Every ambitious explorer sets out to learn more about the unfamiliar; to chart, mark, and categorize new territory is innate to the quest. History has shown us grand explorations of land, sea, and air in the pursuit of fame and fortune. Yet not every venture is so grandiose, and sometimes such expeditions take on a quieter, nobler tone when mere curiosity steps in and humanity takes over.
Science writer Rebecca Skloot is not an explorer per se, but she certainly found herself navigating foreign fields when she decided to seek out the story behind the cells that revolutionized modern medicine. The Immortal Life of Henrietta Lacks is the result of Skloot’s unending patience in her search for scientific truth and the hard-won affection of the family behind the legendary HeLa cells.
When the name Henrietta Lacks was briefly mentioned in Skloot’s biology class years ago, her young journalistic wheels began to turn. Skloot’s instructor informed the class that Henrietta died in 1951 from cervical cancer, but before she died, samples of her tumor were taken and cultured. Henrietta’s cells (HeLa is taken from the first two letters of her first and last name) began to reproduce at a startling rate which had never occurred before in a lab setting. This quick reproduction provided scientists with endless possibilities for cellular testing and examination, and as a result Henrietta’s cells have become the “standard laboratory workhorse.”
However, it wasn’t the cells that caught Skloot’s interest. Rather, it was the mysterious Black woman behind them that ultimately set the aforementioned wheels into full motion. “I’ve spent years…wondering what kind of life she led, what happened to her children, and what she’d think about cells from her cervix living on forever – bought, sold, packaged, and shipped by the trillions to laboratories around the world. I’ve tried to imagine how she’d feel knowing that her cells went up in the first space missions to see what would happen to human cells in zero gravity, or that they helped with some of the most important advances in medicine… .”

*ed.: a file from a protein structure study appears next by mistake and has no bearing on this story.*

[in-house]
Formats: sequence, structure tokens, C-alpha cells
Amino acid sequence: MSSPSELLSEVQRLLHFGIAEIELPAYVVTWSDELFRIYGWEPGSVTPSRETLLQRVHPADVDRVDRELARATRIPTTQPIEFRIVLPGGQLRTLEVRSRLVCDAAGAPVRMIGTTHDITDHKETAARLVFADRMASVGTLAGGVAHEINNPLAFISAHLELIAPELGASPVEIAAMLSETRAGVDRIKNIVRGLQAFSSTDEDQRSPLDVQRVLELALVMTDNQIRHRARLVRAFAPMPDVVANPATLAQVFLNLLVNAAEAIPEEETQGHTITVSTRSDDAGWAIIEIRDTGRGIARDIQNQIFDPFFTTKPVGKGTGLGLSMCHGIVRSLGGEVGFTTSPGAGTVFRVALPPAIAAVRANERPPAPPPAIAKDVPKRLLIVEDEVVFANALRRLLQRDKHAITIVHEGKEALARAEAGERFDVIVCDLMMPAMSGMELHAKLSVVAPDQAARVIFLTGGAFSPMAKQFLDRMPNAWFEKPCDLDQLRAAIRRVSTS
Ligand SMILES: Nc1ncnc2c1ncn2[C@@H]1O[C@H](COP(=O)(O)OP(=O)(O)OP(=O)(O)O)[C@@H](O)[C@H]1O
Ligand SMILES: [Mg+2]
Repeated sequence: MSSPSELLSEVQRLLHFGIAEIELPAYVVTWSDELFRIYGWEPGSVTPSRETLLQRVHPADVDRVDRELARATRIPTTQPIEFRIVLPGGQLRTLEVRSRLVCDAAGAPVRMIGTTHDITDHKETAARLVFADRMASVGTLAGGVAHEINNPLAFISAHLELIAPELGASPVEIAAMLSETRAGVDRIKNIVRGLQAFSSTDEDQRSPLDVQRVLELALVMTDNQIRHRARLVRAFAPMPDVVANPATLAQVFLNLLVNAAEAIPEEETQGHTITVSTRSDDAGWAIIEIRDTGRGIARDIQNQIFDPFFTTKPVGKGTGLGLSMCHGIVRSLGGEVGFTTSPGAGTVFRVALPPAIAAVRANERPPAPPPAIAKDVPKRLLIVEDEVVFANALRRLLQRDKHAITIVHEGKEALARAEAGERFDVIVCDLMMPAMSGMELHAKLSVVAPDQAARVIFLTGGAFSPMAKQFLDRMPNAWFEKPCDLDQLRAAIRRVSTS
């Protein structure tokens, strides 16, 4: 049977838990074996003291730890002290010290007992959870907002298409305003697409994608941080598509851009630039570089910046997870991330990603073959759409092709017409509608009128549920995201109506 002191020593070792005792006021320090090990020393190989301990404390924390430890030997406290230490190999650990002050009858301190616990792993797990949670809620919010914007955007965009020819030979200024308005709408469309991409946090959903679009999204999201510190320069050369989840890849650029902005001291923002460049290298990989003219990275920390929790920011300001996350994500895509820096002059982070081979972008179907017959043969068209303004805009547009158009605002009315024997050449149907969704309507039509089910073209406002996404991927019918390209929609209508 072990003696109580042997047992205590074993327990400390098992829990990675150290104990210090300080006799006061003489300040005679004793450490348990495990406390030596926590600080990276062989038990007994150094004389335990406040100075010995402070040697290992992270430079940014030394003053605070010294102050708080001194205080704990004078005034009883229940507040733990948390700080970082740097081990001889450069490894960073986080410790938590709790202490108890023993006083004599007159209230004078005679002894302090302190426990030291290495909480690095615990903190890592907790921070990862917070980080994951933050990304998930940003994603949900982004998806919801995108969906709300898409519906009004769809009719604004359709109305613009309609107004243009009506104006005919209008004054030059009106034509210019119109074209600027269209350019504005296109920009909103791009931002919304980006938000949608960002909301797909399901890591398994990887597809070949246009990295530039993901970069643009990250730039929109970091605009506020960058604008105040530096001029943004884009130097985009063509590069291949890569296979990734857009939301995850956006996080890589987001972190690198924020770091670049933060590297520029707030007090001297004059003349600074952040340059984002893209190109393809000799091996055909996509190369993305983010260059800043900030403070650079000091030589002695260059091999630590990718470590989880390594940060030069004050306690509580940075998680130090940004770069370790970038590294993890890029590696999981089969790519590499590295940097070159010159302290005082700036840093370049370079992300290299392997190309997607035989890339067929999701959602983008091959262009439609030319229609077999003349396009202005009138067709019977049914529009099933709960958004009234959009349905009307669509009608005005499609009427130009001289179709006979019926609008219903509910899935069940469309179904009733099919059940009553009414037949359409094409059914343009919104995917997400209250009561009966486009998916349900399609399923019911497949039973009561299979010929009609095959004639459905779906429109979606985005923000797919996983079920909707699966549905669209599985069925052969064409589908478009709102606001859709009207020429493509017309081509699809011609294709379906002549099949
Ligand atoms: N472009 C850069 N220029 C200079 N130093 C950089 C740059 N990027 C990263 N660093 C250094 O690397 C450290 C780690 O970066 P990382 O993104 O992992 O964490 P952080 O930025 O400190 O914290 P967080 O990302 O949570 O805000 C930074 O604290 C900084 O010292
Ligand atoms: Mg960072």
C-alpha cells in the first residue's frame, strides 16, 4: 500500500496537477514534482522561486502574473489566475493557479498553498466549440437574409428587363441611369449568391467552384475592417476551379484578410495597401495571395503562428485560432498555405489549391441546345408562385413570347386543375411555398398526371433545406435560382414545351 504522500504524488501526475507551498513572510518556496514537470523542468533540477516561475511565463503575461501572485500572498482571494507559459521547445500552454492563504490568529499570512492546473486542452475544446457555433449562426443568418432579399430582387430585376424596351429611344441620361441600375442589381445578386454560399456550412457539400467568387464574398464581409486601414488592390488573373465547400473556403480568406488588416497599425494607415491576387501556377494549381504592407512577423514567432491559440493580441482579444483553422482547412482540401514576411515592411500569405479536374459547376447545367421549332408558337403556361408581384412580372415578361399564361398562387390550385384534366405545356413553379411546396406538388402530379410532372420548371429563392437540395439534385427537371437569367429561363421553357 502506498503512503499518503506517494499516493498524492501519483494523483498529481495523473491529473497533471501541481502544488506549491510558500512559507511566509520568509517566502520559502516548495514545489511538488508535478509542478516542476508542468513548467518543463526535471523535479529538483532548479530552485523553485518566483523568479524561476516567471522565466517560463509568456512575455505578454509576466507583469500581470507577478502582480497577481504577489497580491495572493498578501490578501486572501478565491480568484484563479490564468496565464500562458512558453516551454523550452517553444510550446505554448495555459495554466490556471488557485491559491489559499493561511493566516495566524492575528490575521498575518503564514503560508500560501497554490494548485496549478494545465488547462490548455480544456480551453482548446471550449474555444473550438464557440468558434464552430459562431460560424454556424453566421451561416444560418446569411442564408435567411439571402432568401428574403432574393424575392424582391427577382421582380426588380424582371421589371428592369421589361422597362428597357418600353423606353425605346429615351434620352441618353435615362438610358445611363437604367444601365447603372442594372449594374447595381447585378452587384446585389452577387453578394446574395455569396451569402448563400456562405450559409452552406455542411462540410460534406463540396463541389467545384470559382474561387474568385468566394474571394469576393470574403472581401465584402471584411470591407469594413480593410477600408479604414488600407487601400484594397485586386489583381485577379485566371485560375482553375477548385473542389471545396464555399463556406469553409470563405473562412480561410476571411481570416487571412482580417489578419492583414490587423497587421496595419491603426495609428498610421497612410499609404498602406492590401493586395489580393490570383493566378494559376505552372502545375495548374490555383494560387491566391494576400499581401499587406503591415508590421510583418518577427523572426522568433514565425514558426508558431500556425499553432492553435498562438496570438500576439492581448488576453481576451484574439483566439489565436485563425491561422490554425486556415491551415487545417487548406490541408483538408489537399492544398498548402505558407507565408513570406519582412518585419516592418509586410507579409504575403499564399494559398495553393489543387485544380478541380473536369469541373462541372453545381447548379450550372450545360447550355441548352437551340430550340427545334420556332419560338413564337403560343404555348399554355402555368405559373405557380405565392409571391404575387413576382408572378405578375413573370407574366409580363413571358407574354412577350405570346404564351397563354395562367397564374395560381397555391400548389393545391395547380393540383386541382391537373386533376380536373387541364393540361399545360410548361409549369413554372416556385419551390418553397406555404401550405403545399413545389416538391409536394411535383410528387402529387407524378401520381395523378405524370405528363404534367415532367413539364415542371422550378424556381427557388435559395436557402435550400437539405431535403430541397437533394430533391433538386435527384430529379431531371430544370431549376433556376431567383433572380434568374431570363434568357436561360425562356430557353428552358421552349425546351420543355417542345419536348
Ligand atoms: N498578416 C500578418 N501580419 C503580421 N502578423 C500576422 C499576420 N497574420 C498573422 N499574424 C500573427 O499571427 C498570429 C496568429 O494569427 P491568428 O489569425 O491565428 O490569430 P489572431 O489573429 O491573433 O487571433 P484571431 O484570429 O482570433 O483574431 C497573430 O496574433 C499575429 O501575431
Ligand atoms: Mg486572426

But to get to the true story of Henrietta Lacks one must first win over the family of Henrietta Lacks, and no doubt this was the most difficult obstacle for Skloot. Kept for years in the dark from any information of their mother’s cells, the Lacks children are reticent to give interviews or even return calls. Repeatedly blindsided by doctors, lawyers, and reporters, the Lacks family collectively tossed years of anger and frustration into a bubbling pot that continues to boil over at the mere mention of HeLa cells. For the Lacks family, HeLa is inextricably bound with intense racial, moral, and economic injustice. Yet somehow Skloot’s persistence paid off, and her earnest intent eventually won over Debra Lacks (Henrietta’s daughter), thus prompting the rest of this profound story.
Encompassing everything from the plantation South to research procedures to cellular biology, The Immortal Life of Henrietta Lacks could have been one laborious read. However, Skloot succeeds in her deft attempt to set the Lacks’ record straight. With a crosscut approach to Henrietta’s cellular and familial evolution, Skloot simplifies the history of HeLa while working the Lacks backstory. Though at times Skloot steps off-trail and gets tangled in the branches of the Lacks family tree, she does manage to stay objective leaving ample room for individual interpretation. Even for those who are not cell savvy, The Immortal Life of Henrietta Lacks is a sympathetic and interesting journey marked by the tender lives behind the the world’s most important contributor to contemporary medicine.
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-Review by Megan Shaffer
-NYT Book Review Eternal Life By Lisa Margonelli